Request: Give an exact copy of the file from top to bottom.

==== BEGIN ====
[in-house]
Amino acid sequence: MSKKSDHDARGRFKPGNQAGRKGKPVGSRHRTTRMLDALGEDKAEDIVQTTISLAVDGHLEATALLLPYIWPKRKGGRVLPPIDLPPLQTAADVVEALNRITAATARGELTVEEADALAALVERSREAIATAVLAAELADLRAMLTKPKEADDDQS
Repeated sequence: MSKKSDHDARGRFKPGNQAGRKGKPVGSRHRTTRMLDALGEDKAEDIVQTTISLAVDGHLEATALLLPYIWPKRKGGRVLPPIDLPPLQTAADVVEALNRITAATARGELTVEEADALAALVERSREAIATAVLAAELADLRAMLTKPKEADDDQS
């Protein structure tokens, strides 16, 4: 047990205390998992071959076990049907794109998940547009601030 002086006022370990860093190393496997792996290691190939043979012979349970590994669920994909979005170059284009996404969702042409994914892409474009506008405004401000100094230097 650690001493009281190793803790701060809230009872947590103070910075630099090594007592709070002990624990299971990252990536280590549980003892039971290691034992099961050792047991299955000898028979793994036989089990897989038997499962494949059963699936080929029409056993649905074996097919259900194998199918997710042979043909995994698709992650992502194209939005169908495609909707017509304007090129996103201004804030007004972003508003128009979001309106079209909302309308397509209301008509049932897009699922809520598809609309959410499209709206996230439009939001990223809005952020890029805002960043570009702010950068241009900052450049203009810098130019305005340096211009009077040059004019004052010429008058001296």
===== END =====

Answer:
[in-house]
Amino acid sequence: MSKKSDHDARGRFKPGNQAGRKGKPVGSRHRTTRMLDALGEDKAEDIVQTTISLAVDGHLEATALLLPYIWPKRKGGRVLPPIDLPPLQTAADVVEALNRITAATARGELTVEEADALAALVERSREAIATAVLAAELADLRAMLTKPKEADDDQS
Repeated sequence: MSKKSDHDARGRFKPGNQAGRKGKPVGSRHRTTRMLDALGEDKAEDIVQTTISLAVDGHLEATALLLPYIWPKRKGGRVLPPIDLPPLQTAADVVEALNRITAATARGELTVEEADALAALVERSREAIATAVLAAELADLRAMLTKPKEADDDQS
């Protein structure tokens, strides 16, 4: 047990205390998992071959076990049907794109998940547009601030 002086006022370990860093190393496997792996290691190939043979012979349970590994669920994909979005170059284009996404969702042409994914892409474009506008405004401000100094230097 650690001493009281190793803790701060809230009872947590103070910075630099090594007592709070002990624990299971990252990536280590549980003892039971290691034992099961050792047991299955000898028979793994036989089990897989038997499962494949059963699936080929029409056993649905074996097919259900194998199918997710042979043909995994698709992650992502194209939005169908495609909707017509304007090129996103201004804030007004972003508003128009979001309106079209909302309308397509209301008509049932897009699922809520598809609309959410499209709206996230439009939001990223809005952020890029805002960043570009702010950068241009900052450049203009810098130019305005340096211009009077040059004019004052010429008058001296």